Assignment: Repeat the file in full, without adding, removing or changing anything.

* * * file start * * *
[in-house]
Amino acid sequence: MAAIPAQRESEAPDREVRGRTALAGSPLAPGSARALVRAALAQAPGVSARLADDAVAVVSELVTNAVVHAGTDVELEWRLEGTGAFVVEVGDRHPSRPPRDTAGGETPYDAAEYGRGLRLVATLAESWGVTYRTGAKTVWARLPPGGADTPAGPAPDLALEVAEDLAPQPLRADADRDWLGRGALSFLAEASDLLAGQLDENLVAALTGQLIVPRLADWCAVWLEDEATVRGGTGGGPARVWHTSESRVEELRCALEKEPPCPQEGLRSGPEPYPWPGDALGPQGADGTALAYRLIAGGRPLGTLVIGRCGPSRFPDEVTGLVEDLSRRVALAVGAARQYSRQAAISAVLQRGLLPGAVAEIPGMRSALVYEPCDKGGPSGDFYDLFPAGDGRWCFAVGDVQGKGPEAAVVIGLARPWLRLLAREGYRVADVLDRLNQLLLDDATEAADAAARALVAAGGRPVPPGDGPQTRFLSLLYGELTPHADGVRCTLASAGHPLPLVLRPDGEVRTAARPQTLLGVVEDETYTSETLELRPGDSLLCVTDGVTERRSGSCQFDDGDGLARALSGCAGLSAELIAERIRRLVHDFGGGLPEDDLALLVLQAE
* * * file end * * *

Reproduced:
[in-house]
Amino acid sequence: MAAIPAQRESEAPDREVRGRTALAGSPLAPGSARALVRAALAQAPGVSARLADDAVAVVSELVTNAVVHAGTDVELEWRLEGTGAFVVEVGDRHPSRPPRDTAGGETPYDAAEYGRGLRLVATLAESWGVTYRTGAKTVWARLPPGGADTPAGPAPDLALEVAEDLAPQPLRADADRDWLGRGALSFLAEASDLLAGQLDENLVAALTGQLIVPRLADWCAVWLEDEATVRGGTGGGPARVWHTSESRVEELRCALEKEPPCPQEGLRSGPEPYPWPGDALGPQGADGTALAYRLIAGGRPLGTLVIGRCGPSRFPDEVTGLVEDLSRRVALAVGAARQYSRQAAISAVLQRGLLPGAVAEIPGMRSALVYEPCDKGGPSGDFYDLFPAGDGRWCFAVGDVQGKGPEAAVVIGLARPWLRLLAREGYRVADVLDRLNQLLLDDATEAADAAARALVAAGGRPVPPGDGPQTRFLSLLYGELTPHADGVRCTLASAGHPLPLVLRPDGEVRTAARPQTLLGVVEDETYTSETLELRPGDSLLCVTDGVTERRSGSCQFDDGDGLARALSGCAGLSAELIAERIRRLVHDFGGGLPEDDLALLVLQAE